By Jennifer Jacobus, PHR-CA, SHRM-CP, SDEA
Spring fling, summer romance, no matter what you call it, it can spell trouble if it involves co-workers. It’s no secret that the employees of today’s workforce spend more time at work than they do at home; in many cases, there just isn’t time to pursue a romantic relationship outside of the office. It seems only natural that workplace romances may evolve.
In a survey regarding office dating, conducted by the Society for Human Resource Management and the Wall Street Journal‘s CareerJournal.com, 77 percent of HR professionals reported sexual harassment concerns, and 67 percent said they had concerns about retaliation.
The same survey reported that only 4 percent of HR professionals and 14 percent of employees said dating in the workplace shouldn’t be permitted. However, 80 percent of HR professionals and 60 percent of employees opposed dating between a supervisor and a subordinate.
The survey found that more than 70 percent of organizations had no policies on workplace romance, and of those that did, the vast majority merely discouraged dating rather than forbidding it. Only 9 percent of organizations prohibited dating in the workplace entirely.
As an employer or HR professional, here are some things to consider when deciding at what level to interfere with your employees’ personal affairs:
- Relationships are hard, and sometimes there will be arguments. Co-workers involved in a romantic relationship can cause increased tension at work, especially if one partner’s position is superior to the other or if they are working on the same team. If a supervisor and employee have a personal argument, will the supervisor be able to treat the subordinate with respect at the office?
- A potential office romance will always fuel the rumor mill. Remember, in an office setting, perception is reality. Even subtle flirting at work can be enough to start the rumors of a relationship. There also could be claims of favoritism if the love interest is the supervisor.
- What happens if the relationship ends? If a relationship ends with a bad breakup, will major confrontations be avoided at work? What about retaliation or perceived retaliation?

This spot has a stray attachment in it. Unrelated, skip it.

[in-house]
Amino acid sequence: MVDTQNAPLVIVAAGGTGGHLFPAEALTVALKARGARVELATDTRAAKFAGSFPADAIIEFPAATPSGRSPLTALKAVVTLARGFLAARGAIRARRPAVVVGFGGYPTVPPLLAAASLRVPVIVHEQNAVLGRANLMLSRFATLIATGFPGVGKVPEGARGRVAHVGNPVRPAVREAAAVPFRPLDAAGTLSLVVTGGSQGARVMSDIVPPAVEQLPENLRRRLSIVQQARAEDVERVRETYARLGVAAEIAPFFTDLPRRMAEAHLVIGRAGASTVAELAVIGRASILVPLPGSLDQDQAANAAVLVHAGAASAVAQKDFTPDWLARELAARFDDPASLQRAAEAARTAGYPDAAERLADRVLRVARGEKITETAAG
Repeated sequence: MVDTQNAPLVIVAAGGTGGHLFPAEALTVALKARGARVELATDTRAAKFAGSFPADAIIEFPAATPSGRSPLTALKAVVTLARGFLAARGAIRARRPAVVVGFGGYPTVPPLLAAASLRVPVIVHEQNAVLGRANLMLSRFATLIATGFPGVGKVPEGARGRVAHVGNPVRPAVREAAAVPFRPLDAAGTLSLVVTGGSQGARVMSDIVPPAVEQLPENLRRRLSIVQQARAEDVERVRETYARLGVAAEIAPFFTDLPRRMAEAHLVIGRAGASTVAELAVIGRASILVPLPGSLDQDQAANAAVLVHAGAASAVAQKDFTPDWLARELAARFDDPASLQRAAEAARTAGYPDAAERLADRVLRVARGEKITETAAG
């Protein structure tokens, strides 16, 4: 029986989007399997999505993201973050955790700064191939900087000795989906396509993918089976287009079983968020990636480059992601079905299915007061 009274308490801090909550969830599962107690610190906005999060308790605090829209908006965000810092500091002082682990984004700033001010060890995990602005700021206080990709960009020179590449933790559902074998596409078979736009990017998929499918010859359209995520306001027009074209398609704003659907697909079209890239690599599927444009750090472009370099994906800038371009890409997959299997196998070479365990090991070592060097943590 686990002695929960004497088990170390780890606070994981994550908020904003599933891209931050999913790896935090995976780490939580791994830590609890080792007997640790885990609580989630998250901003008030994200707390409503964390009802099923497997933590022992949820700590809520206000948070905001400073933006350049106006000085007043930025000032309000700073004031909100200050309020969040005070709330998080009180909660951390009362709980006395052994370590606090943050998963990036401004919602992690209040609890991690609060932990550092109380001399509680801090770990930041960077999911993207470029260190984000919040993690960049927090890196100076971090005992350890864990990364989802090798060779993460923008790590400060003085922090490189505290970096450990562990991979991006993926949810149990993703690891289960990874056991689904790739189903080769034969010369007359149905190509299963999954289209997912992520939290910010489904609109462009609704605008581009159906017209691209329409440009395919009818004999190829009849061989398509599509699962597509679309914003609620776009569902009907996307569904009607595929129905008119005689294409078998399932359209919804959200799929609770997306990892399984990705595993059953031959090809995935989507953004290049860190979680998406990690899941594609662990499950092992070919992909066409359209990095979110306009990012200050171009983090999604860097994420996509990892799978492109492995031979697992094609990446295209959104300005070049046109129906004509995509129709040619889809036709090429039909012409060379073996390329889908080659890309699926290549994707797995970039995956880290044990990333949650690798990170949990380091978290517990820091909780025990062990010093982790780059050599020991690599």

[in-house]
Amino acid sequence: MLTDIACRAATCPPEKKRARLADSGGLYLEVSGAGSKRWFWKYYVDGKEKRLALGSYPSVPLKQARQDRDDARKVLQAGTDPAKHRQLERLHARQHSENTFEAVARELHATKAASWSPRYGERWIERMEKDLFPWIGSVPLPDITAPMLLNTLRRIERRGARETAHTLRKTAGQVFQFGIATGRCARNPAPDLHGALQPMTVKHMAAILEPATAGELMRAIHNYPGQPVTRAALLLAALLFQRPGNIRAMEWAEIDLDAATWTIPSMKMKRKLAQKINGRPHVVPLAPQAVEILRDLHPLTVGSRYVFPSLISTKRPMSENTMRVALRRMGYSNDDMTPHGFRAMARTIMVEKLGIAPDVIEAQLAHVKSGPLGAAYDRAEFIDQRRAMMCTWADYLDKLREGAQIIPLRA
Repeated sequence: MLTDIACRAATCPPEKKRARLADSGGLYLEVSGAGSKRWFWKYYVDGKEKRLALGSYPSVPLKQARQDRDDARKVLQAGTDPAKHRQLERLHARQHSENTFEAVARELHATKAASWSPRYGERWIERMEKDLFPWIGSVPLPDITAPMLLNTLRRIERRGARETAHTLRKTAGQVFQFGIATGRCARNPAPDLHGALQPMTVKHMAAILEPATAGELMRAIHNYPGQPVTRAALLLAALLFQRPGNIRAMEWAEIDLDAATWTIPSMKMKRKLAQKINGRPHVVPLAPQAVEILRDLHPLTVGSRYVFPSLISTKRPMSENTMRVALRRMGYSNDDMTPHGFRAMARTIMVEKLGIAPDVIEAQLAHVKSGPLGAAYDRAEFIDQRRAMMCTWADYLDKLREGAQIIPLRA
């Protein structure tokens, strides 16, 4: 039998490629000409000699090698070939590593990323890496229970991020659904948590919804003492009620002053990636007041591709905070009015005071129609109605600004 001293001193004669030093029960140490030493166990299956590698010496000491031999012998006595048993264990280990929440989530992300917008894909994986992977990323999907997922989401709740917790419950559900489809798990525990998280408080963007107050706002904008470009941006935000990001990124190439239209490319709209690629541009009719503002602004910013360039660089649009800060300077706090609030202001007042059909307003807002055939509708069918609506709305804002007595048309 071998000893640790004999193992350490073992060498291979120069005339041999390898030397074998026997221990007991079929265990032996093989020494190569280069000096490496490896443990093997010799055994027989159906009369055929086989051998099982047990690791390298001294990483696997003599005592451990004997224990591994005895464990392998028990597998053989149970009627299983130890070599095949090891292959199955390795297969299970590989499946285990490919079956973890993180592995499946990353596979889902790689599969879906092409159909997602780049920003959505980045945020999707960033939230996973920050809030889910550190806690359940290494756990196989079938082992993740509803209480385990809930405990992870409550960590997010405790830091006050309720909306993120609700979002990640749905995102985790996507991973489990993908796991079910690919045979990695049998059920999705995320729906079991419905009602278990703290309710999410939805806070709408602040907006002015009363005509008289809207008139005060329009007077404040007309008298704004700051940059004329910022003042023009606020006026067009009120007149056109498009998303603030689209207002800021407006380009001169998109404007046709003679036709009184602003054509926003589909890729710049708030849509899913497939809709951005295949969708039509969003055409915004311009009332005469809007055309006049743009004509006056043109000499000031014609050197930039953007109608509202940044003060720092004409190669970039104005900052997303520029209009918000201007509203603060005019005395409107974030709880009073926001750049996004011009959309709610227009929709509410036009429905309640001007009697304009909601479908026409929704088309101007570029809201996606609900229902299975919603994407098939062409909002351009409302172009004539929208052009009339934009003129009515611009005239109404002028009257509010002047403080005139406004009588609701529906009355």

- Office romances pose several potential legal issues for employers, prompting some to use “love contracts” to help minimize their liability.
If you are considering such a “contract,” here are some elements we suggest you include:
- If employees are on the same reporting level, the contract should include language stating that “the employees will not seek or accept a position where one reports to the other.”
- If one employee already supervises the other before the romance begins and it’s not possible to transfer one of them, consider requiring that the supervisor agrees “to be permanently removed from any decision-making authority over the subordinate.”
- Since harassment can potentially play a role in an ugly breakup, include language that “dating employees agree to waive their rights to pursue a claim of sexual harassment for any event prior to the signing of the contract.”
Such a policy should be incorporated into your employee handbook as well. The policy should state that the employees have an obligation to notify human resources about the relationship. To be certain that the policy is applied fairly, once the company becomes aware of any type of romantic relationship, it is important that the couple is approached, not necessarily together, so that they can be reminded of company policy.